How credit cards work – Help your child understand that credit card spending actually creates a loan. Emphasize the importance of not carrying a balance by paying off credit card debt each month.

Tax basics – Prepare your child to anticipate taxes on not just purchases but on their wages as well.  Assist them to fill out their first W-4 and explain how it will affect their paycheck. When your child receives their first paycheck, walk them through their paystub to explain Social Security, Medicare, and federal and state tax withholdings.

The power of a retirement account – It might seem a little early for this, and it’s a hard concept for a young person to grasp, but explain to them the advantages of long-term savings tools like a Roth IRA.

How credit scores work – While no one but a credit reporting service actually understands all the aspects that go into creating a credit score, it’s still important to teach your child what can impact their credit and how that can affect their ability to get a car or house loan in the future. Everyone has access to a free credit report each year. Walk your child through their report.

Spending within your means – Save then spend.  This is a simple concept that is hard to accomplish. By teaching your child good habits early, you give your child a stable financial foundation for the future.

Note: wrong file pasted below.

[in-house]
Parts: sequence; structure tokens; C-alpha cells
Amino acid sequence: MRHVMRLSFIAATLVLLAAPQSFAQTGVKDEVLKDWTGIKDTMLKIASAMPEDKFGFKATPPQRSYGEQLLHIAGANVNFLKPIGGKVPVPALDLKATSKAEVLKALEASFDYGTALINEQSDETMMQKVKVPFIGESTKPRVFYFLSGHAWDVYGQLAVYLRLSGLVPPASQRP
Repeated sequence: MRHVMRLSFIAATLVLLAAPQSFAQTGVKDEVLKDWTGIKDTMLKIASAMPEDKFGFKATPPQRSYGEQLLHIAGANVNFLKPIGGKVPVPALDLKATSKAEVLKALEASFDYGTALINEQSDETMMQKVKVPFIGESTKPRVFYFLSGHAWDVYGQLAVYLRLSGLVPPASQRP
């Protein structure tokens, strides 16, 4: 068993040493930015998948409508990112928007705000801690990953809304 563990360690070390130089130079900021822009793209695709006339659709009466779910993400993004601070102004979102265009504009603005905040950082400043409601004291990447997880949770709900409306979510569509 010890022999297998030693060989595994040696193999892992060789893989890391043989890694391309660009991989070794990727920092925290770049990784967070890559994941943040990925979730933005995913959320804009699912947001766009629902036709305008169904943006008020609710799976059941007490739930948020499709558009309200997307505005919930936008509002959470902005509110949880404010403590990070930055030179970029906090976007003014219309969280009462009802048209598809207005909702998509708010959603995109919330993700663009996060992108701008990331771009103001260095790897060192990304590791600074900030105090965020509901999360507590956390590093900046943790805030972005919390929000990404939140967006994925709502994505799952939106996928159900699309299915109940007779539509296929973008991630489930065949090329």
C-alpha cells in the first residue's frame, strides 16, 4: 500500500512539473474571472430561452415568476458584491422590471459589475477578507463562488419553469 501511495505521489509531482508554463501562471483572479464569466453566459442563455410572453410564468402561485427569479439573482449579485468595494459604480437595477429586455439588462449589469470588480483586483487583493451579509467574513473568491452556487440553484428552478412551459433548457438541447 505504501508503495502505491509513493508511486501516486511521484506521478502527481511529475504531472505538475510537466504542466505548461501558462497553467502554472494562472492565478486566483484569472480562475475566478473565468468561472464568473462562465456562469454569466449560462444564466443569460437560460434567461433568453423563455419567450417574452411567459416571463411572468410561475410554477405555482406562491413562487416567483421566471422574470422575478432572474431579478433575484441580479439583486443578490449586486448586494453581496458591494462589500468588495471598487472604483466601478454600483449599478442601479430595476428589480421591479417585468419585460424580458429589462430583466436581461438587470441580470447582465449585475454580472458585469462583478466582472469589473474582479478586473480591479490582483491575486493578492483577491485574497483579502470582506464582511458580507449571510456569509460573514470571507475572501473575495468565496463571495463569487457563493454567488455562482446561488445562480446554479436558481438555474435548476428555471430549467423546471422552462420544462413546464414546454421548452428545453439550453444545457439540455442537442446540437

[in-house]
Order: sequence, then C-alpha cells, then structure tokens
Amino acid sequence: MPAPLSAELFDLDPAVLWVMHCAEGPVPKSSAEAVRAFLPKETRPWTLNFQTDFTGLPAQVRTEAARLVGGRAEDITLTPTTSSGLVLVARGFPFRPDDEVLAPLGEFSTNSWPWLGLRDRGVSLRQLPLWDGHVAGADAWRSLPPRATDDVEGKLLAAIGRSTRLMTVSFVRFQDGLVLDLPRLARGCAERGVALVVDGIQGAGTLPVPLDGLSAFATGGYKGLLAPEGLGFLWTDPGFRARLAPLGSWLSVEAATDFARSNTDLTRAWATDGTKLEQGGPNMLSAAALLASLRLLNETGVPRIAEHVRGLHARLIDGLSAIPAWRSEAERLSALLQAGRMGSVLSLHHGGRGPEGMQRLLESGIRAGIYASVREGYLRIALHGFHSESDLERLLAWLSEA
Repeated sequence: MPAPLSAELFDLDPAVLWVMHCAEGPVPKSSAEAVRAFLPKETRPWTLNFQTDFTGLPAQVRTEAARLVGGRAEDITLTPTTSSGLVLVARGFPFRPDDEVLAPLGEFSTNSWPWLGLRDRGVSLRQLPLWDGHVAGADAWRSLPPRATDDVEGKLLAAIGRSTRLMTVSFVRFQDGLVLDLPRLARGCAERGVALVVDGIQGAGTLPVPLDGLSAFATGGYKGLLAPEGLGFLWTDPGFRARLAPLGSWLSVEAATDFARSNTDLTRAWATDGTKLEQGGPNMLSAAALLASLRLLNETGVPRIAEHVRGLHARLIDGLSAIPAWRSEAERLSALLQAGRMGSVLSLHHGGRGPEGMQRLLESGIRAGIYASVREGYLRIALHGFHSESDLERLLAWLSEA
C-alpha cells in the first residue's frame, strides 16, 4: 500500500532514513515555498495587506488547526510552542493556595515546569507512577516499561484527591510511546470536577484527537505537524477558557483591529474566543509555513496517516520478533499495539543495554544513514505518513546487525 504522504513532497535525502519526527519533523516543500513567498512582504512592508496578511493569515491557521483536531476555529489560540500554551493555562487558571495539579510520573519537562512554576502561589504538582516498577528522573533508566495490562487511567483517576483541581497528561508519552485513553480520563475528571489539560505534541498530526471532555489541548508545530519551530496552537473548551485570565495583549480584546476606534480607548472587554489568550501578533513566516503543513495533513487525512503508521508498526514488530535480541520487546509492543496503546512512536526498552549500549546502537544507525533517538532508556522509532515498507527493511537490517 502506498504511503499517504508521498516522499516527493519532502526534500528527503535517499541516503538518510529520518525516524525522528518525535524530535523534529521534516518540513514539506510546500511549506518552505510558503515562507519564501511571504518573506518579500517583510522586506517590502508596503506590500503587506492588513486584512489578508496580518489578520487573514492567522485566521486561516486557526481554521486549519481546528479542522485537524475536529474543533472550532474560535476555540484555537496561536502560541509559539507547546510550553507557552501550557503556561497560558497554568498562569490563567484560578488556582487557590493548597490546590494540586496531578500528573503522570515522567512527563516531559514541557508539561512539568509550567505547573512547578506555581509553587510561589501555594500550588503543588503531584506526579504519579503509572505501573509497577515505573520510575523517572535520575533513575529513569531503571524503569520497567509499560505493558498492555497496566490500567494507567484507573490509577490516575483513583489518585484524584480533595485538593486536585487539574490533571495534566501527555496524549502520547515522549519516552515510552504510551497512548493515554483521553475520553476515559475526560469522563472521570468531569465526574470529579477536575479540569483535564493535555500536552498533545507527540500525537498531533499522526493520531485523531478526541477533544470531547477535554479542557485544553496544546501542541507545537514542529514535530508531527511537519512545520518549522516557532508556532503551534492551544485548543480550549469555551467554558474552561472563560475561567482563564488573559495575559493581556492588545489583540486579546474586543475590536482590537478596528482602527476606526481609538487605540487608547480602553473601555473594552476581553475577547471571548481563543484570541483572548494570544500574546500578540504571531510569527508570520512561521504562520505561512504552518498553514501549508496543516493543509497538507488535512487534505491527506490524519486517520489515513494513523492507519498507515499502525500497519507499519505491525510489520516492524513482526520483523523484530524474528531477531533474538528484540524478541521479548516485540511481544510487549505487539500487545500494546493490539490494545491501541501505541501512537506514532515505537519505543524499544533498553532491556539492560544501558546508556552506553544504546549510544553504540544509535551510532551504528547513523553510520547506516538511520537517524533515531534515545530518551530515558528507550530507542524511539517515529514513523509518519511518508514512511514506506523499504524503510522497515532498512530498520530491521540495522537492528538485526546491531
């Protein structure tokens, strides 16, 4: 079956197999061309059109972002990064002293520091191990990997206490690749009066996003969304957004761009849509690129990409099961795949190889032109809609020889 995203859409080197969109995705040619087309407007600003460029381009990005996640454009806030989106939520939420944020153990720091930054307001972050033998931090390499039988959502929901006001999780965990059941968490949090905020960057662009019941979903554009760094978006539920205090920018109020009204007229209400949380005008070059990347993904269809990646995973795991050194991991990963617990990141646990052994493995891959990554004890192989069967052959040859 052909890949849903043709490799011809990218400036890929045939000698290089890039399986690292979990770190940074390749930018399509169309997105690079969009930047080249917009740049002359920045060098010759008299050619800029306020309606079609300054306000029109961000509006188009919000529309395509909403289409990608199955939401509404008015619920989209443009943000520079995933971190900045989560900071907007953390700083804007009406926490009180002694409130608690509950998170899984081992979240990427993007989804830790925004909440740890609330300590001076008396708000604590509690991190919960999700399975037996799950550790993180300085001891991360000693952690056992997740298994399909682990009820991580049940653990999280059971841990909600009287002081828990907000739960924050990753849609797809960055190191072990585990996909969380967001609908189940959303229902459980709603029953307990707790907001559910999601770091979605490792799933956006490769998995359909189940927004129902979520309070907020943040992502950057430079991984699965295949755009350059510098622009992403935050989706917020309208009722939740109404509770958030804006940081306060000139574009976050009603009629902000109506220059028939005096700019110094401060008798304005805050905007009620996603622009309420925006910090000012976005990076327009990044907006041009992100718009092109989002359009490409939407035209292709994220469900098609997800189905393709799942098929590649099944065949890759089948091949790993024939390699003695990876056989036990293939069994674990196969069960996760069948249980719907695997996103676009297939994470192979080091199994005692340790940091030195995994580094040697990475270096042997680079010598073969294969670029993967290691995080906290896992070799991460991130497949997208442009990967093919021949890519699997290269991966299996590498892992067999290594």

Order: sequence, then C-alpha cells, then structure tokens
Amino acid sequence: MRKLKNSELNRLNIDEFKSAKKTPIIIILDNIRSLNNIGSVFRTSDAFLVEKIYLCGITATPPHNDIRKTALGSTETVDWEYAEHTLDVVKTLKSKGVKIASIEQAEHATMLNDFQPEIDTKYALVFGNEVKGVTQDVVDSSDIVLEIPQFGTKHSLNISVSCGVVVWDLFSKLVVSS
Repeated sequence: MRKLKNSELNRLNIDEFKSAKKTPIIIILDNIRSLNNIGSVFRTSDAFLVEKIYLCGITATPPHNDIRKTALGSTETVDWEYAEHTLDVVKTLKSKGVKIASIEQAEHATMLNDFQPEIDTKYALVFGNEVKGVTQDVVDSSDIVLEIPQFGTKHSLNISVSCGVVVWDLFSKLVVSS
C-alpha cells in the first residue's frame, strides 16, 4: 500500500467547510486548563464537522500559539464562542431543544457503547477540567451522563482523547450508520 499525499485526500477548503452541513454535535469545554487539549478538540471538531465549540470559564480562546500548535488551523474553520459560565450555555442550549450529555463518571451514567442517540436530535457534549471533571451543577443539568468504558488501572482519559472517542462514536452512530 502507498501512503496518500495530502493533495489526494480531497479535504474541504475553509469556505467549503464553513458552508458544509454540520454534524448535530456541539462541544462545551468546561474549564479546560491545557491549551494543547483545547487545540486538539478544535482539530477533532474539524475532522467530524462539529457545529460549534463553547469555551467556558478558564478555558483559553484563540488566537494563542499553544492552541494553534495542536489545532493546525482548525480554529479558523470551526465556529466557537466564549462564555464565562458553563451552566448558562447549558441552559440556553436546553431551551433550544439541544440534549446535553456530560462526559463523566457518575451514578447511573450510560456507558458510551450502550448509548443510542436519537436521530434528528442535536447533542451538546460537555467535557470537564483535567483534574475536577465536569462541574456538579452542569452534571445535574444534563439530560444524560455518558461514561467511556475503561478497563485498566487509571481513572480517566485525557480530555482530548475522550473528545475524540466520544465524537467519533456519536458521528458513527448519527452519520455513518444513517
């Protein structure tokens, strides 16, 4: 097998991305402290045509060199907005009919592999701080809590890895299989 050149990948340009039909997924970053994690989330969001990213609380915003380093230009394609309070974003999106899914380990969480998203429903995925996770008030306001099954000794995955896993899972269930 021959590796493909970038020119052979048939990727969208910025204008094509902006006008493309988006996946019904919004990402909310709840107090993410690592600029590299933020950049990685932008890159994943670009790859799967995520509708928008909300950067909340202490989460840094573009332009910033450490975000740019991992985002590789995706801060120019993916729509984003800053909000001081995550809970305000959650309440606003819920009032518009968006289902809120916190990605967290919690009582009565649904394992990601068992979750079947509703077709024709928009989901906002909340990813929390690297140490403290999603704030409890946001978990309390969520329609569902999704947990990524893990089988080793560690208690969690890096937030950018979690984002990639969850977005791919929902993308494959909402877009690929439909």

The art of saving – Part of spending within your means and saving go hand-in-hand. Teach your child healthy savings habits. Perhaps it’s setting up a separate savings account, setting aside a set amount each month or even a percentage of what they earn.

Look for the second part of this article next week!

Standard Mileage Rates Will Go Down in 2016

Optional standard mileage rates for business use of a vehicle will go down in 2016.

For business use of a car, van, pickup truck, or panel truck, the rate for 2016 will be $0.54 per mile, compared with $0.575 per mile in 2015. Taxpayers can use the optional standard mileage rates to calculate the deductible costs of operating a vehicle.

Driving for medical or moving purposes may be deducted at $0.19 per mile, which is four cents lower than for 2015. The rate for service to a charitable organization is unchanged at $0.14 per mile.

So, keep track of your mileage!